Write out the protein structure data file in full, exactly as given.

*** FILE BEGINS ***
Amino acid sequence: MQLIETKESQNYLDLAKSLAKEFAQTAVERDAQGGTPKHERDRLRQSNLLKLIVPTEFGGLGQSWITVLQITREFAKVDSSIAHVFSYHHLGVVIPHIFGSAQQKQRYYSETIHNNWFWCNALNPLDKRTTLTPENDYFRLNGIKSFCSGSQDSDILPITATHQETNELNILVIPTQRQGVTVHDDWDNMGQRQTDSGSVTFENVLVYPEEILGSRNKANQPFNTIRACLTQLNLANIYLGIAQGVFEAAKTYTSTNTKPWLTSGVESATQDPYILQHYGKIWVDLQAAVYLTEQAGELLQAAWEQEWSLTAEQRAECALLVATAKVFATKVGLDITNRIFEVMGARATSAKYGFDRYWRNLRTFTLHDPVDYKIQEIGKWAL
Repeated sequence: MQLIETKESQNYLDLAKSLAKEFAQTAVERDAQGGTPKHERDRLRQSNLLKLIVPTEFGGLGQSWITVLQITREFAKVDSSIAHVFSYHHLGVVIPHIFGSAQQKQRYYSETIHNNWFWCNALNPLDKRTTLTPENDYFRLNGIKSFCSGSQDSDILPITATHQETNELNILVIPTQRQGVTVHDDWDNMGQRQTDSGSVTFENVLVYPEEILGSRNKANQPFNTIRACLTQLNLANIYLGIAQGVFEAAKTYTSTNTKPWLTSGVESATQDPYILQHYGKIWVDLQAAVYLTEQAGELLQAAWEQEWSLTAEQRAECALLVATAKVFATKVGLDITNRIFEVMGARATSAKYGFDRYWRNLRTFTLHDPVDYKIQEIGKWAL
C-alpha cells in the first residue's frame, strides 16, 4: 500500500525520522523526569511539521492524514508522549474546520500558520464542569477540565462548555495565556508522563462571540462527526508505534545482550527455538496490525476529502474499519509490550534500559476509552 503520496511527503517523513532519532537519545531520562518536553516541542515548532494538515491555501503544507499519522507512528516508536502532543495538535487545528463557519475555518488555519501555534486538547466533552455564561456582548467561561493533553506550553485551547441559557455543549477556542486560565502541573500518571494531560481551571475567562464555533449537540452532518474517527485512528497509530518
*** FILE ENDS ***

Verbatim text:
Amino acid sequence: MQLIETKESQNYLDLAKSLAKEFAQTAVERDAQGGTPKHERDRLRQSNLLKLIVPTEFGGLGQSWITVLQITREFAKVDSSIAHVFSYHHLGVVIPHIFGSAQQKQRYYSETIHNNWFWCNALNPLDKRTTLTPENDYFRLNGIKSFCSGSQDSDILPITATHQETNELNILVIPTQRQGVTVHDDWDNMGQRQTDSGSVTFENVLVYPEEILGSRNKANQPFNTIRACLTQLNLANIYLGIAQGVFEAAKTYTSTNTKPWLTSGVESATQDPYILQHYGKIWVDLQAAVYLTEQAGELLQAAWEQEWSLTAEQRAECALLVATAKVFATKVGLDITNRIFEVMGARATSAKYGFDRYWRNLRTFTLHDPVDYKIQEIGKWAL
Repeated sequence: MQLIETKESQNYLDLAKSLAKEFAQTAVERDAQGGTPKHERDRLRQSNLLKLIVPTEFGGLGQSWITVLQITREFAKVDSSIAHVFSYHHLGVVIPHIFGSAQQKQRYYSETIHNNWFWCNALNPLDKRTTLTPENDYFRLNGIKSFCSGSQDSDILPITATHQETNELNILVIPTQRQGVTVHDDWDNMGQRQTDSGSVTFENVLVYPEEILGSRNKANQPFNTIRACLTQLNLANIYLGIAQGVFEAAKTYTSTNTKPWLTSGVESATQDPYILQHYGKIWVDLQAAVYLTEQAGELLQAAWEQEWSLTAEQRAECALLVATAKVFATKVGLDITNRIFEVMGARATSAKYGFDRYWRNLRTFTLHDPVDYKIQEIGKWAL
C-alpha cells in the first residue's frame, strides 16, 4: 500500500525520522523526569511539521492524514508522549474546520500558520464542569477540565462548555495565556508522563462571540462527526508505534545482550527455538496490525476529502474499519509490550534500559476509552 503520496511527503517523513532519532537519545531520562518536553516541542515548532494538515491555501503544507499519522507512528516508536502532543495538535487545528463557519475555518488555519501555534486538547466533552455564561456582548467561561493533553506550553485551547441559557455543549477556542486560565502541573500518571494531560481551571475567562464555533449537540452532518474517527485512528497509530518